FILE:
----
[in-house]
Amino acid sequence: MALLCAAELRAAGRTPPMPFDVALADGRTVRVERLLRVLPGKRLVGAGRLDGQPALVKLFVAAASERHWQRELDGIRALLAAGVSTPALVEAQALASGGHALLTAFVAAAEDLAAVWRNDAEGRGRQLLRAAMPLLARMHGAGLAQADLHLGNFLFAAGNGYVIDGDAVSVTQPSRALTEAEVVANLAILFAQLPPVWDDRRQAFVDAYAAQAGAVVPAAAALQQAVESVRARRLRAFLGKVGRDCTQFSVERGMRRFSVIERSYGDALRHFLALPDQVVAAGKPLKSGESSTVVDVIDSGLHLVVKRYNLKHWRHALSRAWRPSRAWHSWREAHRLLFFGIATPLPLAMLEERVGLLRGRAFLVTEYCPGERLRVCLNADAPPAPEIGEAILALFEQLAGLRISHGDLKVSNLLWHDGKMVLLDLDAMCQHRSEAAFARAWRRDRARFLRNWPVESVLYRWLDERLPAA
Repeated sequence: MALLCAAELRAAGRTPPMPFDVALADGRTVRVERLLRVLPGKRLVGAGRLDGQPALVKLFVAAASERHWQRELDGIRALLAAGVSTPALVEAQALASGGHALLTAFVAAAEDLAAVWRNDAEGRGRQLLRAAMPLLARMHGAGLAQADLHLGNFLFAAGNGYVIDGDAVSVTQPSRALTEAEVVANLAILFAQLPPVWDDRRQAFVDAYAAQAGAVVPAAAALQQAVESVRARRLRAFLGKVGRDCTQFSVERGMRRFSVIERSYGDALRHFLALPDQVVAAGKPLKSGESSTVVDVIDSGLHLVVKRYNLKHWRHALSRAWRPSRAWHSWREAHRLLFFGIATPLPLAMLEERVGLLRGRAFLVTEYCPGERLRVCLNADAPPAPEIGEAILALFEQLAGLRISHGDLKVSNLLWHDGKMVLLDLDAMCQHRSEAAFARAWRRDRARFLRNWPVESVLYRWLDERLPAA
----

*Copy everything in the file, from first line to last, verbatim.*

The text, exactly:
[in-house]
Amino acid sequence: MALLCAAELRAAGRTPPMPFDVALADGRTVRVERLLRVLPGKRLVGAGRLDGQPALVKLFVAAASERHWQRELDGIRALLAAGVSTPALVEAQALASGGHALLTAFVAAAEDLAAVWRNDAEGRGRQLLRAAMPLLARMHGAGLAQADLHLGNFLFAAGNGYVIDGDAVSVTQPSRALTEAEVVANLAILFAQLPPVWDDRRQAFVDAYAAQAGAVVPAAAALQQAVESVRARRLRAFLGKVGRDCTQFSVERGMRRFSVIERSYGDALRHFLALPDQVVAAGKPLKSGESSTVVDVIDSGLHLVVKRYNLKHWRHALSRAWRPSRAWHSWREAHRLLFFGIATPLPLAMLEERVGLLRGRAFLVTEYCPGERLRVCLNADAPPAPEIGEAILALFEQLAGLRISHGDLKVSNLLWHDGKMVLLDLDAMCQHRSEAAFARAWRRDRARFLRNWPVESVLYRWLDERLPAA
Repeated sequence: MALLCAAELRAAGRTPPMPFDVALADGRTVRVERLLRVLPGKRLVGAGRLDGQPALVKLFVAAASERHWQRELDGIRALLAAGVSTPALVEAQALASGGHALLTAFVAAAEDLAAVWRNDAEGRGRQLLRAAMPLLARMHGAGLAQADLHLGNFLFAAGNGYVIDGDAVSVTQPSRALTEAEVVANLAILFAQLPPVWDDRRQAFVDAYAAQAGAVVPAAAALQQAVESVRARRLRAFLGKVGRDCTQFSVERGMRRFSVIERSYGDALRHFLALPDQVVAAGKPLKSGESSTVVDVIDSGLHLVVKRYNLKHWRHALSRAWRPSRAWHSWREAHRLLFFGIATPLPLAMLEERVGLLRGRAFLVTEYCPGERLRVCLNADAPPAPEIGEAILALFEQLAGLRISHGDLKVSNLLWHDGKMVLLDLDAMCQHRSEAAFARAWRRDRARFLRNWPVESVLYRWLDERLPAA